May 28, 2001
WHS seniors can handle the truth
By Bronwyn Wilson
"Warning," the words light up on a white screen, "this program is graphic in nature." Woodinville High School (WHS) students in Mr. Crosby and Mr. Hedden's Senior Issues class are on notice.
They are about to view slides of disturbing scenes. It's fifth period in Room 211 and public fire educator and information officer Dave Leggett from Fire Station 31 and Dale Walling from Fire Station 35 are beginning a final in-class presentation.
A slide show of real-life car accidents and their victims is about to begin. The presentation is a reminder to students of the tragic consequences for teens making the choice to mix alcohol with driving. The room becomes quiet. Lights dim.
First, the facts blast onto the screen. Motor vehicle crashes are the number one cause of death for teens between the ages of 15 and 19.
Another fact. Males are two times more likely to be involved in an alcohol-related crash than females.
"Females can handle their liquor?" one male student wonders aloud. "We make better choices," a female student responds matter-of-factly.
Final fact. There is an alcohol-related car crash every 32 minutes in the United States.
Then, the accident scenes. Get a grip. A black sedan-type vehicle rests upside down in the middle of the road. Its tires face the sky.
Next slide. A close-up shot of a young man beneath the upside-down car, his head flattened and blood oozing on pavement. A unanimous gasp from students and quickly the scene vanishes from the screen.
"A seatbelt would have kept that person inside the car," said Leggett who explains the excuses people have been known to give for not wearing one. Two examples include, "I have air bags" and "It's too uncomfortable."
Next. A teen, still in his driving position and seated behind the steering wheel, is completely burned and his body looking like charcoal. The following slide is very difficult to look at. A young male is cut in half. Walling explains that this is what speed and alcohol do.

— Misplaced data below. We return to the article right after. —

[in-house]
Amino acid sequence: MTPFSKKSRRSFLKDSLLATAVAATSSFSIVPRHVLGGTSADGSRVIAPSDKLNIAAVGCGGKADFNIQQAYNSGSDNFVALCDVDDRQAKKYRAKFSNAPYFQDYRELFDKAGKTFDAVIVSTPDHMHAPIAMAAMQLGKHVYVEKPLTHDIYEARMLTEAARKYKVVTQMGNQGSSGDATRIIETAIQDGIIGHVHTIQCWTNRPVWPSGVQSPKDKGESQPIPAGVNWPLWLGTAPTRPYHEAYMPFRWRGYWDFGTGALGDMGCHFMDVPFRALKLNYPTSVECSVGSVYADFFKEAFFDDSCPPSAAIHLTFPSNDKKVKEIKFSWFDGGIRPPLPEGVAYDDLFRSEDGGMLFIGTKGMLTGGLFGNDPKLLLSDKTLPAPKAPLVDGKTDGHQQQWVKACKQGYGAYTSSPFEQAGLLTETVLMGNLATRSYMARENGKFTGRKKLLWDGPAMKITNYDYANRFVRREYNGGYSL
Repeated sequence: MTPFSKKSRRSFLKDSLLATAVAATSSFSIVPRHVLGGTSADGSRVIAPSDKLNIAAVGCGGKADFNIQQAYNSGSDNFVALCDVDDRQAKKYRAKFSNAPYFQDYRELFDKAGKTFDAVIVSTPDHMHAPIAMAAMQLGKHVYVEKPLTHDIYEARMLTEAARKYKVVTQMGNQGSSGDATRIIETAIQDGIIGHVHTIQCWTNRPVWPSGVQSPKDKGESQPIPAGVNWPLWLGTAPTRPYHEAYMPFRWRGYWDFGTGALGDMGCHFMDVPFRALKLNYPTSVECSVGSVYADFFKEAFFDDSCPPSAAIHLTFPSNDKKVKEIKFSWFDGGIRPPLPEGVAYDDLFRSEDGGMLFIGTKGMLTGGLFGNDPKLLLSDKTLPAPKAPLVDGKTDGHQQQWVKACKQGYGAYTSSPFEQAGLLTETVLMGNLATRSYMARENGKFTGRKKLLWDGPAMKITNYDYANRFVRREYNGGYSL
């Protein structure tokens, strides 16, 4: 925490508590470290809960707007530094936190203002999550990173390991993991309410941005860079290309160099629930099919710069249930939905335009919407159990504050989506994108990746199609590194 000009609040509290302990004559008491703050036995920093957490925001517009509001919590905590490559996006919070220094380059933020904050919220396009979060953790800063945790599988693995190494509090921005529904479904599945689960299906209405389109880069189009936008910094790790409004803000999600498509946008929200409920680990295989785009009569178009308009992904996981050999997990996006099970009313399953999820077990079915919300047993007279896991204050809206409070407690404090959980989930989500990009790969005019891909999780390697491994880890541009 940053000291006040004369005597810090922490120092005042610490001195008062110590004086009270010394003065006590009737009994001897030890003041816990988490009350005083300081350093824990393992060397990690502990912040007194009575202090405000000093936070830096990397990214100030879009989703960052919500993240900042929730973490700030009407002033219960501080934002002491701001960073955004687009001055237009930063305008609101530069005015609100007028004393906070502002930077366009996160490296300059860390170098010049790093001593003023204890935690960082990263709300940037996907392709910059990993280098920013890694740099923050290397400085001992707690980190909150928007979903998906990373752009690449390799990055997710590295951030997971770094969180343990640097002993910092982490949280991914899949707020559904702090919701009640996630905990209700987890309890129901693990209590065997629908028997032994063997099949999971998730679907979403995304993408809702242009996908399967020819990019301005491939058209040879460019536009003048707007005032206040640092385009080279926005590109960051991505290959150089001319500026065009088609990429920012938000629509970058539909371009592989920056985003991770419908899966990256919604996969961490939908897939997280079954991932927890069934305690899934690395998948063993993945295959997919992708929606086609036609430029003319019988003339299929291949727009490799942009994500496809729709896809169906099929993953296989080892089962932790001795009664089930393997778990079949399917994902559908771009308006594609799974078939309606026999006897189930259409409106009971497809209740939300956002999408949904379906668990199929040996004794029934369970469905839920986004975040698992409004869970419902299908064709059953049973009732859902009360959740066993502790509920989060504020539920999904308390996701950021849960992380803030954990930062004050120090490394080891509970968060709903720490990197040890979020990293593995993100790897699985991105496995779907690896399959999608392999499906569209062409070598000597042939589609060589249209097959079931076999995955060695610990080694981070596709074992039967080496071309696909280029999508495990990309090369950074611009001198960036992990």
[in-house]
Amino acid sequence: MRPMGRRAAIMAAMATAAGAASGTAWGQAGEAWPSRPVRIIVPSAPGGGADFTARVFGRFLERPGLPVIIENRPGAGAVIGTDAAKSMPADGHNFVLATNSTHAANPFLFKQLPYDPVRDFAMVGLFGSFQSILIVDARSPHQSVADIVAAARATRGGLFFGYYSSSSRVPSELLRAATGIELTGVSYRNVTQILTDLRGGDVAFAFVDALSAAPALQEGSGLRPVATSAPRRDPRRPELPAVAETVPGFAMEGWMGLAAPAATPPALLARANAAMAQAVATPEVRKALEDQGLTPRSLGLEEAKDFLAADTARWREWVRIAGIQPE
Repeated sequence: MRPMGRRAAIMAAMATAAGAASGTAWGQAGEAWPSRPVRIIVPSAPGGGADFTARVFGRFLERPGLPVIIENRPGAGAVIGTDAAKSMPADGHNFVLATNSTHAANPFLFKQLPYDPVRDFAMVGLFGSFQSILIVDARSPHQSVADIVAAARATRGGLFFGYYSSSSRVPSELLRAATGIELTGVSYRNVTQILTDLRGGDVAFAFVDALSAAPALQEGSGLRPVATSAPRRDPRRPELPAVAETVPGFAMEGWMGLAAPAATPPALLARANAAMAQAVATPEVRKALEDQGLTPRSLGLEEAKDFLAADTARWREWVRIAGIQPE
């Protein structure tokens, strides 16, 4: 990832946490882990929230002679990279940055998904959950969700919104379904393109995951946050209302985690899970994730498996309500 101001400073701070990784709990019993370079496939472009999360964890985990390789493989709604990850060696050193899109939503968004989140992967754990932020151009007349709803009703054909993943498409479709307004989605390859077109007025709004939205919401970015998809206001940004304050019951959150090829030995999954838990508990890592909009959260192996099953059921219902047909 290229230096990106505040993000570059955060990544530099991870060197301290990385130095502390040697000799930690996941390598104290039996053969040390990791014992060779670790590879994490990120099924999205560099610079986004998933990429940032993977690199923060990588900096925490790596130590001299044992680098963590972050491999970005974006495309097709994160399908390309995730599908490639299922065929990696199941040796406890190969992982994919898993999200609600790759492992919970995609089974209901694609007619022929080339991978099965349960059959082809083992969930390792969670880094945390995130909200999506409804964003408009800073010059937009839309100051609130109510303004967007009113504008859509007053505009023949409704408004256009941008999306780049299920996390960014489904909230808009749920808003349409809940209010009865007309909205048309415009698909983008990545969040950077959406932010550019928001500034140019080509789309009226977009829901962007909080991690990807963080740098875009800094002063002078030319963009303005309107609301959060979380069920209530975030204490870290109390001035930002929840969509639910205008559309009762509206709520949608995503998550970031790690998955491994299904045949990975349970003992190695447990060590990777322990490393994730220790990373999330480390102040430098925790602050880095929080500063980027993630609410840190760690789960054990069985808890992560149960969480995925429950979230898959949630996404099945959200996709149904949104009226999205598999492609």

Leggett talks about the bottomless cup at a kegger party. "Things get spinning around and people want to refill your cup," he says.
A person is legally intoxicated at .08, Leggett states, and asks the students what is allowed. In a group response, the students correctly answer 0.0.
Leggett says that a 175-pound male will become intoxicated after having four drinks in one hour.
Women, he says, experience alcohol differently and it would take fewer drinks in an hour for a female to become intoxicated. He clarifies that women absorb alcohol more quickly and the process accelerates if they are on birth control pills.
Last slide. Young tanned female in shorts and white tennis shoes hangs partially inside a badly dented car that resembles a crunched pop can. The female, Leggett says, is deceased and hadn't worn her seatbelt at the time of the crash.
Lights on. Are there volunteers for a demonstration? Three students stand in front of the classroom and demonstrate choices that can be made when a friend has had too much to drink at a party.
If the person passes out, keep him or her alert and turn the person on their side, say Leggett and Walling. This keeps the person free from choking should vomiting occur.
Walling shows examples of medical treatment given at the scene of an accident. Victims are checked for respiration, pulse and level of consciousness. He demonstrates how an airway is established to help a victim breathe.
Leggett states that surviving crash victims need more fluids in their body before their organs start to deflate. He describes how an injured person is placed on a backboard and says they could remain there for 8 to 12 hours.
He tells of the tubes and needles and the excruciating pain a victim endures. Patients with severe injuries are airlifted to Harborview Hospital.
To wrap up, Leggett asks the class if the classroom presentation makes a difference on the overall safety of drivers? Yes, the students reply.
Later, after the class, Leggett says, "Since we've been providing these programs for the students, we've seen a reduction in DUI incidents [in the area]."
This program was presented to the entire WHS senior class on May 23 and May 24. Woodinville Fire & Life Safety has been giving the hard truth and cold facts about drinking and driving to area high schools for the past nine years.